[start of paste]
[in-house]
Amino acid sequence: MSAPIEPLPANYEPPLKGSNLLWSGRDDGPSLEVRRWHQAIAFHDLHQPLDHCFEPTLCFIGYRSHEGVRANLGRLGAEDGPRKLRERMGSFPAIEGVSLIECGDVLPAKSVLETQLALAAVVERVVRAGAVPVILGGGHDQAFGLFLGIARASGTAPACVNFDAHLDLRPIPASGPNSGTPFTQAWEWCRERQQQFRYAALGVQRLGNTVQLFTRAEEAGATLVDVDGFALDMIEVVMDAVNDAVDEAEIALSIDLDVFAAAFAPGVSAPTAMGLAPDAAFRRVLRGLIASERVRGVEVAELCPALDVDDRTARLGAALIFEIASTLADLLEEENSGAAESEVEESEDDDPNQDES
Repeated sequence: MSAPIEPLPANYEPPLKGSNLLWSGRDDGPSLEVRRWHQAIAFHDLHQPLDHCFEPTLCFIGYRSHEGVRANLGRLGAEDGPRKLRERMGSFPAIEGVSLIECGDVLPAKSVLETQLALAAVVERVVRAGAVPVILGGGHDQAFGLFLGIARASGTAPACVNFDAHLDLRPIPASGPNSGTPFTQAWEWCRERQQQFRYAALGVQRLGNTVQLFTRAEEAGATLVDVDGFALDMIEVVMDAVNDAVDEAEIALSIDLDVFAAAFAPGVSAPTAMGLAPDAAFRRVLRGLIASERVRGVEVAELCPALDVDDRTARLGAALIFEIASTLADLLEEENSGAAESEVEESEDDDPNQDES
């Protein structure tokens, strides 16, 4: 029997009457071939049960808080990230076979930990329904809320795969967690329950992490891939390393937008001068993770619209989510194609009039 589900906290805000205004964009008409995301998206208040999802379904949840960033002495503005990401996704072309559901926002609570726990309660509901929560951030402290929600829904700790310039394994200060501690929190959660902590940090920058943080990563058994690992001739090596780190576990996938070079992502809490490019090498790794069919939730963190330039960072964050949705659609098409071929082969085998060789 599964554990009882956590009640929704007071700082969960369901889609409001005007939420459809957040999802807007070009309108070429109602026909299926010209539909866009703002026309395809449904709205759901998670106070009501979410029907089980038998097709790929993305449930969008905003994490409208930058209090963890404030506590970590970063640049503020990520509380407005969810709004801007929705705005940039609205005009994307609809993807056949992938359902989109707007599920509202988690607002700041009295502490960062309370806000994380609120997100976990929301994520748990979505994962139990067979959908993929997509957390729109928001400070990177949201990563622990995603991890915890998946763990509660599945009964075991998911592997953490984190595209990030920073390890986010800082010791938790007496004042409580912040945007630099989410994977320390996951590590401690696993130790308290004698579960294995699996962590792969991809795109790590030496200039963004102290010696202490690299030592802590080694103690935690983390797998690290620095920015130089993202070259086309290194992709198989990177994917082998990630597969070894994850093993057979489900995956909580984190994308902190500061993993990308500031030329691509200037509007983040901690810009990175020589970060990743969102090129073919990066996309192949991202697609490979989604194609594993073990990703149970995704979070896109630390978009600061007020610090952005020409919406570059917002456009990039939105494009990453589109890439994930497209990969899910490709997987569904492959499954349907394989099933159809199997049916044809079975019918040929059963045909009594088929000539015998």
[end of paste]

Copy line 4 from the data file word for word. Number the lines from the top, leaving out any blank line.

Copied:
């Protein structure tokens, strides 16, 4: 029997009457071939049960808080990230076979930990329904809320795969967690329950992490891939390393937008001068993770619209989510194609009039 589900906290805000205004964009008409995301998206208040999802379904949840960033002495503005990401996704072309559901926002609570726990309660509901929560951030402290929600829904700790310039394994200060501690929190959660902590940090920058943080990563058994690992001739090596780190576990996938070079992502809490490019090498790794069919939730963190330039960072964050949705659609098409071929082969085998060789 599964554990009882956590009640929704007071700082969960369901889609409001005007939420459809957040999802807007070009309108070429109602026909299926010209539909866009703002026309395809449904709205759901998670106070009501979410029907089980038998097709790929993305449930969008905003994490409208930058209090963890404030506590970590970063640049503020990520509380407005969810709004801007929705705005940039609205005009994307609809993807056949992938359902989109707007599920509202988690607002700041009295502490960062309370806000994380609120997100976990929301994520748990979505994962139990067979959908993929997509957390729109928001400070990177949201990563622990995603991890915890998946763990509660599945009964075991998911592997953490984190595209990030920073390890986010800082010791938790007496004042409580912040945007630099989410994977320390996951590590401690696993130790308290004698579960294995699996962590792969991809795109790590030496200039963004102290010696202490690299030592802590080694103690935690983390797998690290620095920015130089993202070259086309290194992709198989990177994917082998990630597969070894994850093993057979489900995956909580984190994308902190500061993993990308500031030329691509200037509007983040901690810009990175020589970060990743969102090129073919990066996309192949991202697609490979989604194609594993073990990703149970995704979070896109630390978009600061007020610090952005020409919406570059917002456009990039939105494009990453589109890439994930497209990969899910490709997987569904492959499954349907394989099933159809199997049916044809079975019918040929059963045909009594088929000539015998």